The FedEx Cup Playoffs are here, which means we’re 1) approaching the end of the Tour season and 2) some player is about to earn $10 million. Here is everything you need to know about the structure, participants and points for the 10-year old system that is ever-changing.
1) Players earn FedEx Cup points in PGA Tour events starting with the Safeway Open and ending with the Wyndham Championship with a tiered system similar to the prize money payouts. They can also earn points at World Golf Championship events, the Masters, the British Open, the U.S. Open and the PGA Championship. Currently, Hideki Matsuyama is at the top of the points standings with 2,869 points. At the beginning of the playoffs, the point system changes. Instead of 500 points awarded for winning a regular Tour event, winners of any playoff event are awarded 2,000 points. Therefore, players gain ground quicker than normal.
2) The four events that comprise the FedEx Cup are The Northern Trust, the Dell Technologies Championship, the BMW Championship and the Tour Championship. The Northern Trust kicks off with 125 players according to their FedEx Cup points ranking (though multiple players in good standing will take the week off). The field is whittled down to 100 at the Dell Technologies Championship (according, as always, to the FedEx Cup standings) and then 70 at the BMW. The final event will be comprised of the top 30 players. Before the finale, point totals are reset, so the points leader will tee off with 2,000 points, second place with 1,800 and on down the list. This setup allows for more players to be in contention in the season finale. In 2014, Billy Horschel won the BMW and Tour Championships en route to the title after beginning the playoffs ranked 69th. He was the lowest-ranked player entering the playoffs to win. Rory McIlroy is the defending champion.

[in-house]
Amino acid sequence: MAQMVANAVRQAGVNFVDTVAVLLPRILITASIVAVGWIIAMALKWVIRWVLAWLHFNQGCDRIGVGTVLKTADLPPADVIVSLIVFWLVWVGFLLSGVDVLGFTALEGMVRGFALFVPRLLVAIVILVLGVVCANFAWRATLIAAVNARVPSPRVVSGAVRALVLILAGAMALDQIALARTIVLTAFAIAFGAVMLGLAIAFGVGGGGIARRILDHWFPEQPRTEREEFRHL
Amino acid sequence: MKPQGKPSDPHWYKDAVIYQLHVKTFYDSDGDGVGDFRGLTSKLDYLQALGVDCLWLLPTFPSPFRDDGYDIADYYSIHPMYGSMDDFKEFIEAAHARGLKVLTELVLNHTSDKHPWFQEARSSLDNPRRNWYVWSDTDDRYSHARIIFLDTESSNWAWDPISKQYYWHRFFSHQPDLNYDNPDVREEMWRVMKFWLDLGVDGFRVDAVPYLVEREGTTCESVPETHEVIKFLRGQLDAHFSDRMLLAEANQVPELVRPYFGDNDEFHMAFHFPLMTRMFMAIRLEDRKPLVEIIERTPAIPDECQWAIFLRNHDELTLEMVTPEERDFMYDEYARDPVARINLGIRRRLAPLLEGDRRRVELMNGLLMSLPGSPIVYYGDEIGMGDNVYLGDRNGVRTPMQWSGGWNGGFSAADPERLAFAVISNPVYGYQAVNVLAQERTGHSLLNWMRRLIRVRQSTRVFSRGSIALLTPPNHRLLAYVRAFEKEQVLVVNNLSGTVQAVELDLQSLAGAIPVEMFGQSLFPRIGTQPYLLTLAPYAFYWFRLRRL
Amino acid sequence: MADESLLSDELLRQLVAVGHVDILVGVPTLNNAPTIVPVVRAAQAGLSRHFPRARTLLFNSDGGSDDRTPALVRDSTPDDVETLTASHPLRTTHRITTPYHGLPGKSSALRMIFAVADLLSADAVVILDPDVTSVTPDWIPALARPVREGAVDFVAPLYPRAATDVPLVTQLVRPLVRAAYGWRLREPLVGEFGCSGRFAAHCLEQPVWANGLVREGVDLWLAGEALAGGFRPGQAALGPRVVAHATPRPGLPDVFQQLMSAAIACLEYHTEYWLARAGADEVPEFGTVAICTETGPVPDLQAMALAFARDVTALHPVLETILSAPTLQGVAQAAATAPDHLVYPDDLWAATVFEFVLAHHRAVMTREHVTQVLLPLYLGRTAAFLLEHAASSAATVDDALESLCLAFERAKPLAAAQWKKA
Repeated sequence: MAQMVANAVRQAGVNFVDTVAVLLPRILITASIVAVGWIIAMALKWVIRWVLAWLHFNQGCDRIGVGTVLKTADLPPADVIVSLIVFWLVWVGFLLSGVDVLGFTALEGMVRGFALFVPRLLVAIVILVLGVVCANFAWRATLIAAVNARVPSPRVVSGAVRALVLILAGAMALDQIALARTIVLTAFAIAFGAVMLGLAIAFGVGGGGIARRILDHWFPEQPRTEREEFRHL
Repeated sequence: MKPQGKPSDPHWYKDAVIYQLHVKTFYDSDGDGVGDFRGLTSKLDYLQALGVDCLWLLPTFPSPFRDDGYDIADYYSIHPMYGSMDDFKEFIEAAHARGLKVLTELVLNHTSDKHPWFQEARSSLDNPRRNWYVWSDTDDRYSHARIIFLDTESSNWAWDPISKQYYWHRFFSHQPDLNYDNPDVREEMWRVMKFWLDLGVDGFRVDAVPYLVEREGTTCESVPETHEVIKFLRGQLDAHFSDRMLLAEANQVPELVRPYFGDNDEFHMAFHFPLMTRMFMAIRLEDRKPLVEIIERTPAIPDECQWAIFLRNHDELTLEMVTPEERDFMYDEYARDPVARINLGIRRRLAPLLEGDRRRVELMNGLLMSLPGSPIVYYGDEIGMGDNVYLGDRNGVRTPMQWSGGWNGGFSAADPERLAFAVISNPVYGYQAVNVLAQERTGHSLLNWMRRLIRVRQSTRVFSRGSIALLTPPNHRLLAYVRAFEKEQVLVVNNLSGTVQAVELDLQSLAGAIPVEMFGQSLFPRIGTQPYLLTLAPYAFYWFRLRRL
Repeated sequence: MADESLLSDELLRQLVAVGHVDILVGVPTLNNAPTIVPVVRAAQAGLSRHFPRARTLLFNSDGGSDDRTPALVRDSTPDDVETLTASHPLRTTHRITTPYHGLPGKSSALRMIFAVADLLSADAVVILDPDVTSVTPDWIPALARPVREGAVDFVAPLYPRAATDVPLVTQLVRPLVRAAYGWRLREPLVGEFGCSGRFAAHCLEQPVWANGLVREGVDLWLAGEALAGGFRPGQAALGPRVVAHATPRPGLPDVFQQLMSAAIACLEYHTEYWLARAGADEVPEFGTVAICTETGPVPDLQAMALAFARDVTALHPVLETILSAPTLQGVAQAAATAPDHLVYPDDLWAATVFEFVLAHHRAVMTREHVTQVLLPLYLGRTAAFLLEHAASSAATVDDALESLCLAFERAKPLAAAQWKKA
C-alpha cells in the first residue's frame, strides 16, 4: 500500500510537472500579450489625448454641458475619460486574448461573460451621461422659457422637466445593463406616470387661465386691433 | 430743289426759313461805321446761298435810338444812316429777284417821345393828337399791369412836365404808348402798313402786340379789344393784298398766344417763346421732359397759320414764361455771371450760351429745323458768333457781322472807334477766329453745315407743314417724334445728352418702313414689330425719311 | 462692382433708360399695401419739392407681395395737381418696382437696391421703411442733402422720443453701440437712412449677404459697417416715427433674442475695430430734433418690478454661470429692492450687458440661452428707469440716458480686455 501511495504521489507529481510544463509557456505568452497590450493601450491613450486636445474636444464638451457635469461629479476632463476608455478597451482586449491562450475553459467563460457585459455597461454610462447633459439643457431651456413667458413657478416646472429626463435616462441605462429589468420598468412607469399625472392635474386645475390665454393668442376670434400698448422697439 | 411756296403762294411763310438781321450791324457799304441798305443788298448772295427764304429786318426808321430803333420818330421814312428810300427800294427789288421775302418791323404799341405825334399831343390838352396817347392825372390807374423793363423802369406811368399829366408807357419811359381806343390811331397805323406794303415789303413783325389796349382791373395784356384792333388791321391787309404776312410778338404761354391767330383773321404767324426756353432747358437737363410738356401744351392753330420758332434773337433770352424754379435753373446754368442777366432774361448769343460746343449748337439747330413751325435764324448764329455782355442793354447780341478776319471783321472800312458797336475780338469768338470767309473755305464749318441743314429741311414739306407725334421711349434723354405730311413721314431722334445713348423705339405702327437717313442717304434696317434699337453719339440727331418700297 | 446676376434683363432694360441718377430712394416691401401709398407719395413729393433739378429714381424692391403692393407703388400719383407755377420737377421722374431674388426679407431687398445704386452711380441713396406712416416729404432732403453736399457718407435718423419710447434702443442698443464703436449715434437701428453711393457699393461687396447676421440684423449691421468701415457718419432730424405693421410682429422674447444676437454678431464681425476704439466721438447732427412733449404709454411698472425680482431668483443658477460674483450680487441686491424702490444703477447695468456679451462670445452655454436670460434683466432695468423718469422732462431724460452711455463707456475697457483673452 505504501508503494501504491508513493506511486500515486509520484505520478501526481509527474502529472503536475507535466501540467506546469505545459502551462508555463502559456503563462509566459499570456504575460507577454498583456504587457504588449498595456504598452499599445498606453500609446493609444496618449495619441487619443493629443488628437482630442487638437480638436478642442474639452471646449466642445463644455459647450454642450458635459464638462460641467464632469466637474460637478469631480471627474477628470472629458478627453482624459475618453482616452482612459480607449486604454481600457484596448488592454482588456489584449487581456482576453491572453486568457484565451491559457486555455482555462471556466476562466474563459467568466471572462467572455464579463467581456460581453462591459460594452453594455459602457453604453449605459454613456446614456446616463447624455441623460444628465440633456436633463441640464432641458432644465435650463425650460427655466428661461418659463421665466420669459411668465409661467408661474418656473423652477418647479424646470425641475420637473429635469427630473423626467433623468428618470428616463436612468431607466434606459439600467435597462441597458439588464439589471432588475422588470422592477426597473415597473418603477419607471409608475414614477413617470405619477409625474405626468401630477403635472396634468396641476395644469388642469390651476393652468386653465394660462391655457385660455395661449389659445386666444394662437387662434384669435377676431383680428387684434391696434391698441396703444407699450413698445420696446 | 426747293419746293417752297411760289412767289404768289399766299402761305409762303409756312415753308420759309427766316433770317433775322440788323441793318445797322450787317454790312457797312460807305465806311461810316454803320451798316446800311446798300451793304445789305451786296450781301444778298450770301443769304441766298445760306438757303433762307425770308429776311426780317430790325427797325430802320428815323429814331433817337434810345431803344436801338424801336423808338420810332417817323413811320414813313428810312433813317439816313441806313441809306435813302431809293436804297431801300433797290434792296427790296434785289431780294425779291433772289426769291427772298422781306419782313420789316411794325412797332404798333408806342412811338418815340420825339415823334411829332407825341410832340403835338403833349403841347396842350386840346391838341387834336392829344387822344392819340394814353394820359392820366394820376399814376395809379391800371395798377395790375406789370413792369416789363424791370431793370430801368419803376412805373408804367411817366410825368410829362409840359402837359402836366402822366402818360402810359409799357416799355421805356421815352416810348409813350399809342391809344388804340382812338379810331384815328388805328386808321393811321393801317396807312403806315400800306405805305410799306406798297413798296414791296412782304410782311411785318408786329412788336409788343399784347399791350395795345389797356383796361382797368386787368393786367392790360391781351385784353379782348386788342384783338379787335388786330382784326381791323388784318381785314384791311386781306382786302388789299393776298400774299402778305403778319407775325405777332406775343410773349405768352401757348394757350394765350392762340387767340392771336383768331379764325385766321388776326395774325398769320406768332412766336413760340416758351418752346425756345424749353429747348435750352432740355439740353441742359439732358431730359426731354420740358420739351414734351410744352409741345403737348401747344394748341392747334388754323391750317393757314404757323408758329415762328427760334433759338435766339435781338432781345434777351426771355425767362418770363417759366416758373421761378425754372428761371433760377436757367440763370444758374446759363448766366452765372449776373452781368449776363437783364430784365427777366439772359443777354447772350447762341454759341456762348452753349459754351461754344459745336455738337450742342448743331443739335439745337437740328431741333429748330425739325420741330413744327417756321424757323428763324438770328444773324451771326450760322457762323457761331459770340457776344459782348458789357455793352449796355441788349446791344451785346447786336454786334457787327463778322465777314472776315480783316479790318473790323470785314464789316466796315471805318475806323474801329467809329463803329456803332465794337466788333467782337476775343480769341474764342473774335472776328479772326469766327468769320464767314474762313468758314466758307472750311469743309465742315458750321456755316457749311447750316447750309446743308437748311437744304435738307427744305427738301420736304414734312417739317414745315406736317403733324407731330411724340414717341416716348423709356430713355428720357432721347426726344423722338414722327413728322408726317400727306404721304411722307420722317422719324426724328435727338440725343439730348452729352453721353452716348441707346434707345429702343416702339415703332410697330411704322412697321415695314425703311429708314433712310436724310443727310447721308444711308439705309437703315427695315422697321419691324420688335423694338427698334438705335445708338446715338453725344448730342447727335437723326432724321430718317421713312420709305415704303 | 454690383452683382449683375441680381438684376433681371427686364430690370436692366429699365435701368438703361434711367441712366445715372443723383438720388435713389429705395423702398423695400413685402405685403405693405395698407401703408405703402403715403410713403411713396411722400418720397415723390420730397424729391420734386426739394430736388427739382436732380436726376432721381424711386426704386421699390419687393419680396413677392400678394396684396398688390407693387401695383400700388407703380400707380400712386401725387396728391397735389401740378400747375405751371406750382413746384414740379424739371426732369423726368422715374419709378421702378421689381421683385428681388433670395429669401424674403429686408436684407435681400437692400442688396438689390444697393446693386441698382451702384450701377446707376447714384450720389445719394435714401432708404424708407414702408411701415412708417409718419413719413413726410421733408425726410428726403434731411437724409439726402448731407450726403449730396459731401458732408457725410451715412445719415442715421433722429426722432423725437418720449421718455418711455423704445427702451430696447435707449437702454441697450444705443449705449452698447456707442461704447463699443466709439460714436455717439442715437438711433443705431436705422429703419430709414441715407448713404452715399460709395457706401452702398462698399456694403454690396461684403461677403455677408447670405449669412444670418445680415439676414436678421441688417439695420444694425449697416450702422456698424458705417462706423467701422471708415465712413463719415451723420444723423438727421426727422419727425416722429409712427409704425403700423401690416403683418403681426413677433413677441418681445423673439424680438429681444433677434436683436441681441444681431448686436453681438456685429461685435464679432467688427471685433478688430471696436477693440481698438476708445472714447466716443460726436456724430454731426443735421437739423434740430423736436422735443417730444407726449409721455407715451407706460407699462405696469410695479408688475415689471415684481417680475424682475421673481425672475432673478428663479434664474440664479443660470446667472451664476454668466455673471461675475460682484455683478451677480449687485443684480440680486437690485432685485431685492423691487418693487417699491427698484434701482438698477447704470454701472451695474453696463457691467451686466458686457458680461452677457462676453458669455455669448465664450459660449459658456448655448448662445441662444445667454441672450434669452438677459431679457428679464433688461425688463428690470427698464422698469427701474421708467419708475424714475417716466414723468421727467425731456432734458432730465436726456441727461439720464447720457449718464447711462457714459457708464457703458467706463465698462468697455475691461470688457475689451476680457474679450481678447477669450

3) Money is the big draw of the event. The bonus for winning the FedEx Cup is $10 million. Tiger Woods is the career earnings leader in the playoffs with $25.28 million won on the back of a 2007 and 2009 victory that netted him $10 million each. In 2015, Jordan Spieth won the FedEx Cup adding the $10 million prize to his PGA Tour-record $12,030,465 in earnings for a total of more than $22 million that year. Not a bad year at all.